Many of these households benefit from a little extra food assistance during the week, a seemingly small undertaking that calls for dozens of volunteers and meticulous organization. Last year the program helped approximately 2500 individuals. Taking on this challenge is KNA President Janet Lilley, who shares that between 80-100 households are helped each week by the deliveries of excess produce from EFHP and non-perishables and frozen foods from the food bank.

When Janet chuckled at Lucas’ sandals, we knew that we wouldn’t be just passive observers. After a trip back to EFHP for Lucas’s steel-toed boots, we were ready for, as regular volunteer Margaret put it, “A real treat.”  We first piled the newly-delivered prickly pears, corn, zucchinis, bananas, and lettuce high around the indoor distribution tables, and soon patrons were received at the mini-intake desk in the lobby. What followed was an hour and a half of organized chaos. (more…)

Building a Community – One Young Soul at a Time

July 29, 2010

“Young”, “vibrant” and “energetic” were the first words that projected into my head when Lianna and I arrived at the Courtland-Shelley Community Centre. It’s not a typical community centre like YMCA, nor a two million dollar facility that you visit for your weekly workout. Low-key and modest, the centre sits among a neighbourhood of 69 townhouses, only distinguishable through its sign that reads “Courtland-Shelley Community Centre.” (more…)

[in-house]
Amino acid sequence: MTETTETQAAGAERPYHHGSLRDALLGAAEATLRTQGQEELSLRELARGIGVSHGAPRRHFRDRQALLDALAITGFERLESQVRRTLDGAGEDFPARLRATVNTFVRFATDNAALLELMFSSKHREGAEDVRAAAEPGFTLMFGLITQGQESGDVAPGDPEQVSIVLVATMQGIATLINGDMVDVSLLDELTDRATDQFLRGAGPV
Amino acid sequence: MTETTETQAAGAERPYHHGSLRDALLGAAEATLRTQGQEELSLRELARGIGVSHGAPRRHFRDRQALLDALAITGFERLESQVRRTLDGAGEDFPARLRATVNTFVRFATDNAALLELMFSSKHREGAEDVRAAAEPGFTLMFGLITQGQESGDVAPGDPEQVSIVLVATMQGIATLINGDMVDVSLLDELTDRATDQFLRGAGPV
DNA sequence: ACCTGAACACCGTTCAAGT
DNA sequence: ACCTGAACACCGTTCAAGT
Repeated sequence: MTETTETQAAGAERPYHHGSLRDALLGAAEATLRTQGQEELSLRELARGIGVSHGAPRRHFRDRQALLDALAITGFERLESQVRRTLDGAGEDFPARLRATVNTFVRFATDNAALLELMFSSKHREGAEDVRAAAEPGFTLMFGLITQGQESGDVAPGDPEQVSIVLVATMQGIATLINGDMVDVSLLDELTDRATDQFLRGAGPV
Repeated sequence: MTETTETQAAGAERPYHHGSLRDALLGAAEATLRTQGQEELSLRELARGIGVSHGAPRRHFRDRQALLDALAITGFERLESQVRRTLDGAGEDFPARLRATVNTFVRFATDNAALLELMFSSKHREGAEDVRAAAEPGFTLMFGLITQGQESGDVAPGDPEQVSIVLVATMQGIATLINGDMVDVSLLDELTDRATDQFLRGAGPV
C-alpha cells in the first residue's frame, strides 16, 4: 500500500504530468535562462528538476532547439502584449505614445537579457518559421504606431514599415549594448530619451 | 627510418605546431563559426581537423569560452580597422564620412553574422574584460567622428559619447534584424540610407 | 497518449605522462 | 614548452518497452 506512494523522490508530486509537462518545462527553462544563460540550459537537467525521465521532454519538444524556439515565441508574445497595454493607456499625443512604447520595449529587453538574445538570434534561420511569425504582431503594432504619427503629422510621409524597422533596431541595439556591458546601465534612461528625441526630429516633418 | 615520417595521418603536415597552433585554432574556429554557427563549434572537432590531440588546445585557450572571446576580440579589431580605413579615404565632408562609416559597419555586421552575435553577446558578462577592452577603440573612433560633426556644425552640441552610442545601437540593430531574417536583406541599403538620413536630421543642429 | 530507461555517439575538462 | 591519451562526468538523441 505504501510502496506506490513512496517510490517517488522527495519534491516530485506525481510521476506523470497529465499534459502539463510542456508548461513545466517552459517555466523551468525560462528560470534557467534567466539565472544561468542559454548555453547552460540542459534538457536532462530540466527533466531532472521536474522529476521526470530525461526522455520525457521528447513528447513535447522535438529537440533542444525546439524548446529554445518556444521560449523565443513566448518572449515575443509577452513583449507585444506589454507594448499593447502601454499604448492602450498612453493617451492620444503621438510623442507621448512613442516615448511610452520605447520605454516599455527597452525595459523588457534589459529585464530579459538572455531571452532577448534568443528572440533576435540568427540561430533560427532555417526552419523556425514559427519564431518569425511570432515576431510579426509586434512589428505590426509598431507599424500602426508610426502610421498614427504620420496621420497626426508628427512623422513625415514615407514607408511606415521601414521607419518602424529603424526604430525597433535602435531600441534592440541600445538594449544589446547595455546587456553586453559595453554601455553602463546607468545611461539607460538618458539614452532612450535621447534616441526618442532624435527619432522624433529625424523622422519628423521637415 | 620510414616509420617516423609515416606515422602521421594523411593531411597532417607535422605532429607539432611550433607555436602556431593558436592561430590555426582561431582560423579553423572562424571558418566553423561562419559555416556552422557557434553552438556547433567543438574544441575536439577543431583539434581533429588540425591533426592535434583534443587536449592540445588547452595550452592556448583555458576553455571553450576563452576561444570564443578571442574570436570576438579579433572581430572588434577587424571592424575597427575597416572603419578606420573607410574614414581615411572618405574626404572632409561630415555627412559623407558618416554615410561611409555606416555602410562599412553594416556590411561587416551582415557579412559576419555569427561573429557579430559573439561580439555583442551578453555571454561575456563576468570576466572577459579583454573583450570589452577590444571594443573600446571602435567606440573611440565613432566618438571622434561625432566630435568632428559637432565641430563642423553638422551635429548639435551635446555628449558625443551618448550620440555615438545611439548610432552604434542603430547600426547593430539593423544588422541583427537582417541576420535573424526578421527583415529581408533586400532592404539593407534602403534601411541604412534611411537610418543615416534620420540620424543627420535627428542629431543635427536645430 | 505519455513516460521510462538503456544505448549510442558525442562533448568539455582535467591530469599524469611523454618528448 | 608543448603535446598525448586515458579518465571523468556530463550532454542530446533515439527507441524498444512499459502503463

Stone Soup at Sunnydale

July 23, 2010

In many ways, food distribution here at House of Friendship travels outside of the food hamper box.  Excess food from the hamper program, for example, is taken to HoF’s residential programs and community centres to assist with their programming. Lucas and I were given the task of visiting the Sunnydale Community Centre to observe how they distribute this food and swap some knowledge about KW food insecurity. What we discovered was not simply a table covered in fruits and vegetables, but a bustling, social space where community members can build relationships over the common need for food.